Consequently, a court “may not speculate regarding legislative intent beyond the words expressed in a statute. Hence, nothing may be read into a statute that is not within the manifest intent of the Legislature as derived from the act itself.” Detroit Pub. Sch. v. Conn., 308 Mich. App. 234, 248, 863 N.W.2d 373 (2014) (quotation marks and citation omitted). Courts may not infer legislative intent from the absence of action by the Legislature. McCahan v. Brennan, 492 Mich. 730, 749, 822 N.W.2d 747 (2012). A “legislature legislates by legislating, not by doing nothing, not by keeping silent.” Id. (quotation marks and citation omitted). Rather, correct interpretation of a statute like the MMMA requires (1) reading it as a whole, (2) reading the statute's words and phrases in the context of the entire legislative scheme, (3) considering both the plain meaning of the critical words and phrases along with their placement and purpose within the statutory scheme, and (4) interpreting the statutory provisions in harmony with the entire statutory scheme. See Bush v. Shabahang, 484 Mich. 156, 167, 772 N.W.2d 272 (2009).
MCL 333.26423(d) essentially provides that caregivers may operate medical marijuana activities so long as they comply with the enclosed, locked facility requirements. MCL 333.26424(b)(1) and (2) and MCL 333.26423(d), when read together, grant registered caregivers the rights and privileges to grow medical marijuana without fear of penalties imposed by local governments. In Ter Beek II, 495 Mich. at 20, 846 N.W.2d 531, the Michigan Supreme Court ruled that an ordinance “directly conflicts with the MMMA by permitting what the MMMA expressly prohibits—the imposition of a ‘penalty in any manner’ on a registered qualifying patient whose medical use of marijuana falls within the scope of [MCL 333.26424(b) ]’s immunity.” Further, the Michigan Supreme Court clarified in Ter Beek II, 495 Mich. at 21, 846 N.W.2d 531, that its holding in Michigan v. McQueen, 493 Mich. 135, 828 N.W.2d 644 (2013) (McQueen II) should not be read to authorize a municipality to enjoin a registered qualifying patient from engaging in medical use of marijuana that complied with the MMMA simply by characterizing the conduct as a zoning violation.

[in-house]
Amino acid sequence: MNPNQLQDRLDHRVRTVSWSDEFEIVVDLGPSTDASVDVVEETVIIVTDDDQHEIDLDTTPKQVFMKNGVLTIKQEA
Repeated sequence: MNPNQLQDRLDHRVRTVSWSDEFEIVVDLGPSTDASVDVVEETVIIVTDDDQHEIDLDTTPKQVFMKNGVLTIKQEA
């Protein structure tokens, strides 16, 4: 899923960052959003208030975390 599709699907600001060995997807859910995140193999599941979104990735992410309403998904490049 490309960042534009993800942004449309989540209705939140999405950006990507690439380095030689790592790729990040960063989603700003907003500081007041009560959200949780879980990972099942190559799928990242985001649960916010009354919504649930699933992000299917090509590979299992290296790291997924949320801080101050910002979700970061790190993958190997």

The Michigan Supreme Court stated that MCL 333.26427(a) “in no uncertain terms” provides for medical use of marijuana if such use complies with the MMMA and that no other law may interfere with the unambiguous rights conferred by the MMMA. Ter Beek II, 495 Mich. at 22, 846 N.W.2d 531. Although the Michigan Supreme Court reaffirmed that the MMMA did not create a general right for individuals to grow and distribute medical marijuana, it nevertheless held that the MMMA preempted the city's ordinance because it penalized the plaintiff for engaging in MMMA-compliant medical marijuana use. Id. at 24-25, 846 N.W.2d 531.
Recently, in York Charter Twp. v. Miller, 322 Mich. App. 648, 663-664, 915 N.W.2d 373 (2018), this Court explained:
Notably, the MMMA does not grant municipalities authority to adopt ordinances that restrict registered caregivers’ rights and privileges under the MMMA. By comparison, the Legislature recently enacted the Medical Marijuana Facilities Licensing Act, MCL 333.27101 et seq., and specifically granted municipalities authority to adopt local ordinances including zoning regulations that restrict the location, number, and type of facilities within their boundaries. MCL 333.27205. Obviously, had the Legislature intended to authorize municipalities to adopt zoning ordinances restricting the activities of registered medical marijuana caregivers, it could have done so in the MMMA. Despite amending the MMMA twice, the Legislature refrained from incorporating such provision into the MMMA.
We believe that the plain language of the MMMA lacks any ambiguity that would necessitate judicial construction to decipher its meaning. When the statute is read as a whole, no irreconcilable conflict results that makes the statutory provisions susceptible to more than one meaning. We conclude that the MMMA permits medical use of marijuana, particularly the cultivation of marijuana by registered caregivers, at locations regardless of land-use zoning designations as long as the activity occurs within the statutorily specified enclosed, locked facility. No provision in the MMMA authorizes municipalities to restrict the location of MMMA-compliant medical use of marijuana by caregivers. Nor does the MMMA authorize municipalities to adopt ordinances restricting MMMA-compliant conduct to home occupations in residential locations. So long as caregivers conduct their medical marijuana activities in compliance with the MMMA—including that caregivers cultivate medical marijuana in an “enclosed, locked facility” as defined by MCL 333.26423(d) and do not violate the location prohibitions of MCL 333.26427(b)—such conduct cannot be restricted or penalized.